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An object protocol for the Icon language
This page describes how I do object-oriented programming in the
Icon language. My
example programs use some, but not
all, of the classic object-oriented techniques.
- Each object is an abstract data type consisting of a bundle
of state and an accompanying set of methods
(procedures) that are the only permissible route for changing
the state of the object.
- I've used some polymorphism, but haven't needed it much.
- I don't use a lot of inheritance, preferring delegation
as described in Erich Gamma's Design Patterns. For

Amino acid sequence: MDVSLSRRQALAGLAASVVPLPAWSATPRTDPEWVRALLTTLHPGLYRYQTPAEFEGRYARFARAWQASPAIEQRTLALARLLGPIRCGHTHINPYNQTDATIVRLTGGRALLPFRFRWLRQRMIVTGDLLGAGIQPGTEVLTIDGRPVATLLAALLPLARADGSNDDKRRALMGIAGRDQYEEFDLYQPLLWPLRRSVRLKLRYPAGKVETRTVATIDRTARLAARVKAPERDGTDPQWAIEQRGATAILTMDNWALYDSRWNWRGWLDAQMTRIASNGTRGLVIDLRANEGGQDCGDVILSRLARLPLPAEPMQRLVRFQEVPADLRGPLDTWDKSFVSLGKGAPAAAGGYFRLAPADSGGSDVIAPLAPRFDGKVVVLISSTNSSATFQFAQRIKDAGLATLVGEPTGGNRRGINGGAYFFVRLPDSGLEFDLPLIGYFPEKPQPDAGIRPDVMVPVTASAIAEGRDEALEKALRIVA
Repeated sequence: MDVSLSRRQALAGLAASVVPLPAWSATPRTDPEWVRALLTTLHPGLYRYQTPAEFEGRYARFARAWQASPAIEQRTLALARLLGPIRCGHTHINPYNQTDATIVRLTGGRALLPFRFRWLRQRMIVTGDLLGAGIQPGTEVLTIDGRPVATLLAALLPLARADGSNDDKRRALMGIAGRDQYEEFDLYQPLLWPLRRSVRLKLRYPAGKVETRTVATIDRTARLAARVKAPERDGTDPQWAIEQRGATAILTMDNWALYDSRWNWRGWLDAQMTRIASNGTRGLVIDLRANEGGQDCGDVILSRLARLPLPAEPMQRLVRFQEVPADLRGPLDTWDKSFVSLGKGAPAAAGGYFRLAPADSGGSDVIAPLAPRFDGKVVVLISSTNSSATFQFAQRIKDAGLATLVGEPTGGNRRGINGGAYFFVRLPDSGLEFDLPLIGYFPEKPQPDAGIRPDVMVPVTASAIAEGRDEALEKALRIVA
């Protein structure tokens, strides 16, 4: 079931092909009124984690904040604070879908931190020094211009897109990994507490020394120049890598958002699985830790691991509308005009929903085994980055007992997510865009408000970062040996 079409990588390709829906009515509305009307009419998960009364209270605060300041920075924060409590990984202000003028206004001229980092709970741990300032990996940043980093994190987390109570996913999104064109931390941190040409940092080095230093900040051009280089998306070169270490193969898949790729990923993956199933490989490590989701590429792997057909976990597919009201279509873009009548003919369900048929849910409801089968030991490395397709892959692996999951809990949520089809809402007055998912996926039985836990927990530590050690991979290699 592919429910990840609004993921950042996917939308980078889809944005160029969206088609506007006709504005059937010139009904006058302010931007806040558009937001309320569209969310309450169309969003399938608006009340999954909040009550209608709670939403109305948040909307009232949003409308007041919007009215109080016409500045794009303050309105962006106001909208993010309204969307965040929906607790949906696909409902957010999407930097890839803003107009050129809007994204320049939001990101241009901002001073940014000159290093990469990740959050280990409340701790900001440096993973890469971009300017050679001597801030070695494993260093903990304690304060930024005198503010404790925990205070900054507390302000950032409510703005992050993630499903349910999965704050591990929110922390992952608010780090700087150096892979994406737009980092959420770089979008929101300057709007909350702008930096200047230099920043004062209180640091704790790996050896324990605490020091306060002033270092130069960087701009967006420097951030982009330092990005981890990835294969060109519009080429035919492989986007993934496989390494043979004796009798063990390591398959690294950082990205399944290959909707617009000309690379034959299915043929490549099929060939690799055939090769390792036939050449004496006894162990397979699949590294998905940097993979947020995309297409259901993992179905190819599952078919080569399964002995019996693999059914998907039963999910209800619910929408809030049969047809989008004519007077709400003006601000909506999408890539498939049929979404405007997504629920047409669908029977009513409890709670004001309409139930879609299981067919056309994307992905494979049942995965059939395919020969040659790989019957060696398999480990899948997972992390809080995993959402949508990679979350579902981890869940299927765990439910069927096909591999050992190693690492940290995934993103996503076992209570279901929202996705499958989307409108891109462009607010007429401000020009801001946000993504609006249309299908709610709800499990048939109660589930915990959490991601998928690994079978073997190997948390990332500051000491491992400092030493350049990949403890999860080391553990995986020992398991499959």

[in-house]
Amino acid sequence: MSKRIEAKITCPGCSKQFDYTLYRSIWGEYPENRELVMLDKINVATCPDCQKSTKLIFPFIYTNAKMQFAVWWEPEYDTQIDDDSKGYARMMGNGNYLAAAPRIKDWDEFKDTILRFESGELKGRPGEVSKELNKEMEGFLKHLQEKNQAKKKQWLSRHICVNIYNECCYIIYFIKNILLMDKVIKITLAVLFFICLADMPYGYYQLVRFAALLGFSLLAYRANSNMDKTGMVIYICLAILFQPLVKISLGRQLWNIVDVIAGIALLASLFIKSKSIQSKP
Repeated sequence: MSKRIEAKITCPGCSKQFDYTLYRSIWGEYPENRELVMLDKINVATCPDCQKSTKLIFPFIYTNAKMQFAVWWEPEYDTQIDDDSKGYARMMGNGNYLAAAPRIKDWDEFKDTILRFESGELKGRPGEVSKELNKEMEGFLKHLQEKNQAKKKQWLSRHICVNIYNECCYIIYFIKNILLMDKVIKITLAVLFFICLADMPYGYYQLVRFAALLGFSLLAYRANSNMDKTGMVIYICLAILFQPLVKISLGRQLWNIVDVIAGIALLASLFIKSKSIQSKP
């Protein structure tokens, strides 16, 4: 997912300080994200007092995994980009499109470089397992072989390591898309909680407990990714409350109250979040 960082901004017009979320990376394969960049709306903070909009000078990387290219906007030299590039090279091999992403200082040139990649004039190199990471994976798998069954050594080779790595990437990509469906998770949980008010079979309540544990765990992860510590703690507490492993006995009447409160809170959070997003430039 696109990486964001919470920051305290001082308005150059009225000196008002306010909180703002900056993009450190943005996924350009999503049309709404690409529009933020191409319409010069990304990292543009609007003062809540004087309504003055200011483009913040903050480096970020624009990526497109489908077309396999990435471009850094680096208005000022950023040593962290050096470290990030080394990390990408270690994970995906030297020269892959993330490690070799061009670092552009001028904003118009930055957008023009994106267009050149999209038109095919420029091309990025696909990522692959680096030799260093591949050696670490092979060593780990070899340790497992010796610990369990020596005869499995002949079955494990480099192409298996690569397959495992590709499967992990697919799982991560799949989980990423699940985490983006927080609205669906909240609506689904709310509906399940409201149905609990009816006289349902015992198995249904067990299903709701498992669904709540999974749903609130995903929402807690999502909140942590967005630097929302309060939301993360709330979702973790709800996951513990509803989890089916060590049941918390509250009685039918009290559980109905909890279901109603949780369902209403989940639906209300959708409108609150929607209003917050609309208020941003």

example, if an object can be structured into trees, the classic
approach is to invent a Tree class and then customize it. Instead,
I wrote a
generic tree class,
and if an object has ``tree-ness,'' it points to the related
tree-node object, and delegates such operation as ``find parent''
or ``enumerate children'' to that object.
Continue to the parts topic for a
description of the actual Icon conventions.
Next: Parts of an Icon object
See also: Using the Cleanroom methodology with objects
John W. Shipman,
Last updated: 2002/09/28 21:39:18